# Determine whether a function is injective, surjective, or bijective.

I have been asked to determine whether-
$h : \mathbb{N} \rightarrow \mathbb{N}$ defined by $h(x) = x^3$ is injective, surjective or bijective. And why?

• I do not know how to approach it. Nov 21, 2017 at 23:59
• And which of the three (injective, surjective, bijective) do you suspect to be true? Having a guess is a good start. Nov 21, 2017 at 23:59
• I suspect it's bijective Nov 22, 2017 at 0:00
• Ok. That’s a start. I claim that it is not surjective. Do you have any idea why? Nov 22, 2017 at 0:00
• Why? Because the range of the function h(x) equals its codomain. Nov 22, 2017 at 0:02

The function here is injective but not surjective and therefore not bijective.

To see that it is injective, note that $h(x)$ is strictly increasing on $\mathbb{N}$. So, if $n,m \in \mathbb{N}$ and $n \neq m$ then either $n>m$ or $m>n$. Without loss of generality, assume that $n>m$. Then we have $n^3 > m^3.$ So, if $n \neq m$ then $h(n) \neq h(m).$

To see that it is not surjective, consider $2 \in \mathbb{N}$ and note that there does not exist a natural number $x$ such that $x^3 = 2$.

• Thank you very much for your detailed answer, could you please tell me how to prove that a function is surjective? Nov 22, 2017 at 0:14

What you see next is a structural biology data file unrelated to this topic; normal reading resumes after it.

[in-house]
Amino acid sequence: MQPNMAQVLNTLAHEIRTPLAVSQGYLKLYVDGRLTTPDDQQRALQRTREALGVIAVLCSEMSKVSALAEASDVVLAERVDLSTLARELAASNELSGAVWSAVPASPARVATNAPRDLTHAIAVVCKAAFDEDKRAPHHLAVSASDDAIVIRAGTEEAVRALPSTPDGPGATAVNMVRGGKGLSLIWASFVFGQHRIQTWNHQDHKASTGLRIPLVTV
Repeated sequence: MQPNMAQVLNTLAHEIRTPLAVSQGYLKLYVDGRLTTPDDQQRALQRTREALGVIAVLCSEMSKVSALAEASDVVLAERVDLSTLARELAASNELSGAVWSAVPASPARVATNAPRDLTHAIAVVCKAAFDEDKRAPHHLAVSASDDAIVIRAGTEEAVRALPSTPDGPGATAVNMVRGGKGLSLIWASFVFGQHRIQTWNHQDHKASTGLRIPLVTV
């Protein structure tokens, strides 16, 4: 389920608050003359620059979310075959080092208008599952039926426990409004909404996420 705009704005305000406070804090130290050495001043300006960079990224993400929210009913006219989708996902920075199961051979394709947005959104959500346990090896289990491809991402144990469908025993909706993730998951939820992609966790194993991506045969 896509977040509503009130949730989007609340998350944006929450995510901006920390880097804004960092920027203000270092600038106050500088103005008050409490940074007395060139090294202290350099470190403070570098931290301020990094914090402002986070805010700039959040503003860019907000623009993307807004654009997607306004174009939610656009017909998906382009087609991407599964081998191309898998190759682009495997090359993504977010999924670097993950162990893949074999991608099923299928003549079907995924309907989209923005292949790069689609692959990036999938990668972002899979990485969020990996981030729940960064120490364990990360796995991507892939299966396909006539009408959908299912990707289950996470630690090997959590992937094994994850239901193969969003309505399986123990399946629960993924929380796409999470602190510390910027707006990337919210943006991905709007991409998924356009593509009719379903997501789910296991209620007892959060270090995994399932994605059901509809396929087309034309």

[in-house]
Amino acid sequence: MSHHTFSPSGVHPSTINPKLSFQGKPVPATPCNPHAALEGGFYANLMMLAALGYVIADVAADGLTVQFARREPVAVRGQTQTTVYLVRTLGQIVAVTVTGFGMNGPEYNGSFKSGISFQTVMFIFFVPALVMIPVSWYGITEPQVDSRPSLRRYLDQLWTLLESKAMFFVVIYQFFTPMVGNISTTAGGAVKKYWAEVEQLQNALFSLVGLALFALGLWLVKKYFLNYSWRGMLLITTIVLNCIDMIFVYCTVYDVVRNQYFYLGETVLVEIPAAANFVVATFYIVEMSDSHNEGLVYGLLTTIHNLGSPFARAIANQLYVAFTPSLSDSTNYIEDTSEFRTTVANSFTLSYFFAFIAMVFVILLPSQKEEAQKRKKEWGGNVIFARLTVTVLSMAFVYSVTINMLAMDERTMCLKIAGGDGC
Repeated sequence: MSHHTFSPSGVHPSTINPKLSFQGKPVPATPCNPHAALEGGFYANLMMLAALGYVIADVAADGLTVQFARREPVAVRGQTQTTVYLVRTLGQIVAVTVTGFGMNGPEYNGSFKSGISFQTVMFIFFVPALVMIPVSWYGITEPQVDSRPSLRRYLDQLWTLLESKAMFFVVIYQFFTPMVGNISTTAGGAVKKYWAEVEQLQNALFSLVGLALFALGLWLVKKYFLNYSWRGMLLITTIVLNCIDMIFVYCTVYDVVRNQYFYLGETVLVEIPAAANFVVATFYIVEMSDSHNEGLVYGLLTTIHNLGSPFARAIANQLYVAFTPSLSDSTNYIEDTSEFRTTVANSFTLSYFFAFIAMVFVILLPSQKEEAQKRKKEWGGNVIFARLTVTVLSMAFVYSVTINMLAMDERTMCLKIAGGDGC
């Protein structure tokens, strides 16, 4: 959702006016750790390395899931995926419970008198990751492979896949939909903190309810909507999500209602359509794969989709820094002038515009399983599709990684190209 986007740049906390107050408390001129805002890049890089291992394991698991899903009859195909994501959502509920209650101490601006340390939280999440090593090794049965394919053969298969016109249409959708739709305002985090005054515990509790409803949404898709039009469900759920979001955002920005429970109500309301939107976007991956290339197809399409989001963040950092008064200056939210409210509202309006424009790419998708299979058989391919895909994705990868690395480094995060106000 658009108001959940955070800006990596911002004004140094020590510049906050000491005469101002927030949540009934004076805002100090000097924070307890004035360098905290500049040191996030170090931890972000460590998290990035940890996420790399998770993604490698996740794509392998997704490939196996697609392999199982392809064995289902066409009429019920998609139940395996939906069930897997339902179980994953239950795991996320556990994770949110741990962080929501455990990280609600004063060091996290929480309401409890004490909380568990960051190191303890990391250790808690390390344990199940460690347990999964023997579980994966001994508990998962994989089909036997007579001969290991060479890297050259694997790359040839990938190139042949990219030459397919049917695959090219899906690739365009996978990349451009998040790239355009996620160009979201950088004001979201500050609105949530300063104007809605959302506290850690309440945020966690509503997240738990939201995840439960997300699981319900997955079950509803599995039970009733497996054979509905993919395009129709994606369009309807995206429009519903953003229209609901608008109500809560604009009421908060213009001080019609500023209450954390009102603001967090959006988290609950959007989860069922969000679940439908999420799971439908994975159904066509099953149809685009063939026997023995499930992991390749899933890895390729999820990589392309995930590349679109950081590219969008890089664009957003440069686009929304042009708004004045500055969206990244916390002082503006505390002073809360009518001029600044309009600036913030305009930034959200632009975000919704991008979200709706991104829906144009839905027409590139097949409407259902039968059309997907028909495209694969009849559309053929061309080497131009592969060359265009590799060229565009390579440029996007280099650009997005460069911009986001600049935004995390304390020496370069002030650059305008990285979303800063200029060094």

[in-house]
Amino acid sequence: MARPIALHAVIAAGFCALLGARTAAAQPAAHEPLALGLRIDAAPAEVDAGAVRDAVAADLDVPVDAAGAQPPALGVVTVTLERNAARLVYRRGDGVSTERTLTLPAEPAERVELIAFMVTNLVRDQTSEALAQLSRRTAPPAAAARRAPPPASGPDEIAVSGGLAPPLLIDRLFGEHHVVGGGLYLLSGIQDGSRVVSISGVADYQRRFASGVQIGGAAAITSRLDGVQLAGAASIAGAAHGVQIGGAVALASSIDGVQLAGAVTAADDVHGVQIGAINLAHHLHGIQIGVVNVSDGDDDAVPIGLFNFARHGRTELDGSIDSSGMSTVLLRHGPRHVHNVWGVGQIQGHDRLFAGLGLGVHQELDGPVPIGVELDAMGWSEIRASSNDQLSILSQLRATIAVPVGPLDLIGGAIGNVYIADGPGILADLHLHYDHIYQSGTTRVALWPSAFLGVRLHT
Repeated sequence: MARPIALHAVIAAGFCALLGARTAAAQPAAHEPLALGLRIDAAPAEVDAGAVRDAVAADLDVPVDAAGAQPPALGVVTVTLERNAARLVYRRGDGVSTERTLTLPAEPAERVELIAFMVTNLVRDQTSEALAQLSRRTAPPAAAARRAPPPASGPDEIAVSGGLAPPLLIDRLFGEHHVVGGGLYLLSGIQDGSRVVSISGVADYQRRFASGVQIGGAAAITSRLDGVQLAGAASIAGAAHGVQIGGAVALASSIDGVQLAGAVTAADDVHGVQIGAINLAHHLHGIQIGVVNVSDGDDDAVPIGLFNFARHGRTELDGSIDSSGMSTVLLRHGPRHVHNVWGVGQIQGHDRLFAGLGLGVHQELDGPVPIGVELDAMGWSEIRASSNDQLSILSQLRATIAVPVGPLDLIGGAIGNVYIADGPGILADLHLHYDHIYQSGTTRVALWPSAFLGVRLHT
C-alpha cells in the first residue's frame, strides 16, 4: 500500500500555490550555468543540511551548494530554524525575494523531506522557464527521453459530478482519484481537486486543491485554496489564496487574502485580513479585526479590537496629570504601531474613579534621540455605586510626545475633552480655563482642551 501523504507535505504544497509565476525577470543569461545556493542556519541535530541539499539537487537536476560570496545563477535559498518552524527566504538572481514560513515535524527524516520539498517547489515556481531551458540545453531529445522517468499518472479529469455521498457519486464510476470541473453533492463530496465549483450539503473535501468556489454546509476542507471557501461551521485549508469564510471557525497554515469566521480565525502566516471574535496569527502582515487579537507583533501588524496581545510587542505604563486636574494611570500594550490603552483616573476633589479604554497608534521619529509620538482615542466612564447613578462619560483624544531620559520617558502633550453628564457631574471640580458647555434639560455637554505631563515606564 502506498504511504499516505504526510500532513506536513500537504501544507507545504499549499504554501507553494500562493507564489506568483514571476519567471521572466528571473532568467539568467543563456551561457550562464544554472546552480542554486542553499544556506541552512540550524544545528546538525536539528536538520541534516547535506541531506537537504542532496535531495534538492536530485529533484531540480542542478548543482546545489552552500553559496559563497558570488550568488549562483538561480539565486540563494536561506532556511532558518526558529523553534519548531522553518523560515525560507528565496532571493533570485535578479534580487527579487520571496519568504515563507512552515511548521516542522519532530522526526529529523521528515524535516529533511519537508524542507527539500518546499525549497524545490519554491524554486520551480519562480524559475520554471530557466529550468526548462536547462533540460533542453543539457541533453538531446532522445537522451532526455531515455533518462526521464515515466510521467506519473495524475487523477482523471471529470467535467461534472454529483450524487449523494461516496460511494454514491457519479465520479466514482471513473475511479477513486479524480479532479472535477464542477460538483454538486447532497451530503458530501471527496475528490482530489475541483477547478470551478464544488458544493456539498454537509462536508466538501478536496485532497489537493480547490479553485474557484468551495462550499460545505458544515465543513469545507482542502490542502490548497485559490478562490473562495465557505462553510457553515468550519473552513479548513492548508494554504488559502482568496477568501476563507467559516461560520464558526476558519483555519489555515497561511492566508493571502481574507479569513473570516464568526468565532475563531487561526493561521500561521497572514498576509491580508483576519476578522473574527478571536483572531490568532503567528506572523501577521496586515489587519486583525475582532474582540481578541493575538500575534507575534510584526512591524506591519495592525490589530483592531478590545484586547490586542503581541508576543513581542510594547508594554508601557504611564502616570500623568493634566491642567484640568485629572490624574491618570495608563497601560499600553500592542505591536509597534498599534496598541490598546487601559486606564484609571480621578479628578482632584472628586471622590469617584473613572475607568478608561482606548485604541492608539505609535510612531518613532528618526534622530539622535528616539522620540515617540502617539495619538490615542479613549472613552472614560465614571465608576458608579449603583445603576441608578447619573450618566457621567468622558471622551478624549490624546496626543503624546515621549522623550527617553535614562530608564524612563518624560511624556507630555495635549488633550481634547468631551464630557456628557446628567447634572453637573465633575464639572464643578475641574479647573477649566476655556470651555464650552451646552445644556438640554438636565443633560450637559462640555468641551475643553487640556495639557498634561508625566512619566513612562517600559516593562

• @Tobari a function is surjective if and only if every element in the range has a corresponding element in the domain that maps to it. In this case, we would need that for any $n \in \mathbb{N}$, there would need to exist some $m \in \mathbb{N}$ such that $h(m) = n$. The problem is that I have found an $n$ (I chose the natural number $2$) with no $m$ such that $h(m) = n.$ Nov 22, 2017 at 0:18
• Thank you for your response, I get it now. Nov 22, 2017 at 0:37

Make sure you know what the definition of injection, surjection, and bijection are before answering these questions. Note that there are several equivalent definitions of what it means for a function to be invertible, one of which is that it is one of the above three definitions, another is that

$f(a) = f(b)$ implies $a = b$

You can use the given function to directly prove that.

Now as for surjectivity. The $h:\mathbb{N} \rightarrow \mathbb{N}$ restriction is important. Can you think of a natural number that, when cubed, equals 2?

To show a function is injective, you want to show that If $f(x) = f(y)$ then $x = y$

So let $h(x) = h(y)$ Then $x^3 = y^3$ and when we cube root each side we get $x = y$. Therefore it is injective

To show a function is surjective, for any element in the codomain we have to show their is an element in the domain that maps to it. Is there an natural number that when we cube it we get 10? No. So clearly this function is not surective over the natural numbers.

To be bijective it has to be injective and surjective, so we know its not a bijection. Thus it is just an injection.

• Thank you, but what if you have something like this: f: { -1,0,1} --> {-1,0,1} defined by f(x). Is it injective as well because x^2 = y^2? Nov 22, 2017 at 0:32
• @Tobari Do you mean if $f(x) = x^2$? In that case no, because the square root gives you two values, a positive and a negative, so in that case dont have to be equal. For example $x=2, y=-2$ but $f(x) = f(y)$ Nov 22, 2017 at 1:54